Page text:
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door open, reached down and started to shake the door and it opened and he stepped in; that he had shaken the door one time before, early in the night, at that time it was locked; that he started down the runway in the store; someone said, "Stop there," and he said, "Who is that?" He said "It is Prim." That he walked from behind the counter at the end opening. Mr. Prim held a shotgun on him, and said, "N. C., what are you doing in here?" He said "Your front door was open." Prim said, "Don't reach for your gun, let's don't have any shooting scrape," and he said, "Mr. Prim, what is going on here?" Prim said, "Go on out." He said, "Well, let's get out here and see what is going on, there was a fellow just passed down the street here." Mr. Prim said: "No, that was all right, or something to that effect," and said "Go on out." He had a shotgun on him and he walked out of the store; that he walked around the corner and decided he would go back and see what was wrong, so he walked back and pulled the screen open and swung the door open, and noticed a key in the door; it was the first time he noticed the key. He opened the door and said, "Mr. Prim, is this your key in the door?" Prim said, "No." He pulled the key out and walked back to where Mr. Prim and his clerk were standing and handed him the key. Mr. Prim said, "That is not my key." He said: "If this is not your key, we had better call the sheriff's force and have them send five or six cars down here and get out on each of the roads and maybe we can pick up somebody." Mr. Prim said, "No, there was no use to call the sheriff's office," and they all walked out of the store.

He also testified that he had no intention of stealing anything out of Prim's store.

On cross-examination he was asked:

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"Q. Why were you going in and going behind that counter, what business did you have in there? A. I was investigating. Q. Did you take your gun out as you went in the door? A. Not at that time."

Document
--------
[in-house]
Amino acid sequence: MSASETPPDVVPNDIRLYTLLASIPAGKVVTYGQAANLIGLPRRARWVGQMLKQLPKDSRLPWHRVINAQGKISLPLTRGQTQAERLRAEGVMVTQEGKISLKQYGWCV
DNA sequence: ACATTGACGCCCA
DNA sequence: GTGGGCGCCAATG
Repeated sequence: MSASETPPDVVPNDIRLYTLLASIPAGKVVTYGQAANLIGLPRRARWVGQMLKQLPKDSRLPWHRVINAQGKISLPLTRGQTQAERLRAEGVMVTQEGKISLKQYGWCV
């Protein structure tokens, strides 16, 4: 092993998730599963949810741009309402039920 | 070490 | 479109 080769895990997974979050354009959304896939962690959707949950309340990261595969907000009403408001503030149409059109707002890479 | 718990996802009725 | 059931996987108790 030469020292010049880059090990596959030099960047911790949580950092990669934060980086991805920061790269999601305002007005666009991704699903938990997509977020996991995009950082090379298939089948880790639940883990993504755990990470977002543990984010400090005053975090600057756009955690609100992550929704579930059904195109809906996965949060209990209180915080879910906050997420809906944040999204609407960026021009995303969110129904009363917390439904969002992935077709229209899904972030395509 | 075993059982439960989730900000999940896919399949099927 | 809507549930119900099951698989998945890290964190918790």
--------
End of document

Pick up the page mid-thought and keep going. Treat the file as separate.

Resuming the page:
The main contention on the part of the defendant is that the evidence is insufficient to show that he broke and entered the store with intent to steal therein.

In the instant case the information charges the burglarious entry of a certain store building with intent to commit larceny, and the intent to steal was an essential element of the crime charged.

There was no denial that the defendant opened both the screen door and the front door and entered the store. The testimony of the two witnesses for the state was that he opened the screen door and unlocked the front door, lifted the latch, pushed the door open and entered and walked towards the counter where the cash register was when the owner called upon him to stop. The defendant's explanation was that in performing his duties as night watchman he found the store door unlocked and entered the store to make an investigation. The only issue in the case was: With what intent did the defendant enter the store?

Whether or not the defendant unlocked the door and entered the store, or found the door open and entered the store, was a question of fact for the jury to determine. When it is shown that a defendant broke and entered a store in the nighttime, it may ordinarily be presumed that he did so with intent to commit larceny, though at the time he was detected he had not appropriated any property, and the question of intent is for the jury, to be gathered from the circumstances attending the entry, and prior and subsequent thereto. 9 Am. Jur., Burglary,

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ยง 61; State v. Woodruff, 208 Iowa 236, 225 N.W. 254; Annotation, Ann. Cas. 1913C, 519.

There are facts and circumstances established by undisputed testimony in the case. It was shown that for about three weeks prior to the date alleged the owner had been missing change taken from the cash register when he checked his cash in the morning, which caused him to lay in wait with his clerk in the store in order that he might detect the offender.

It is only where there is a total failure of substantial evidence of the elements, or some one element, of an offense that this court on appeal is permitted to reverse a conviction on the ground that the evidence is insufficient to sustain it. The jury is the exclusive judge of the weight of the evidence and credit to be given to the witnesses. Where there is a direct conflict in the evidence, or it is such that different inferences may be properly drawn from it, the jury's determination will not be interfered with upon the ground that the evidence is insufficient to sustain a conviction to prove each element of the offense charged.

It follows from the foregoing review that there is evidence in the record sufficient to authorize the jury to find the defendant guilty as charged. The jury evidently did not believe the explanation of the defendant as to why he entered the store.

The instructions of the court, to which no objection was made or exception taken, fairly covered the law of the case, and were as favorable to the defendant as he could have demanded.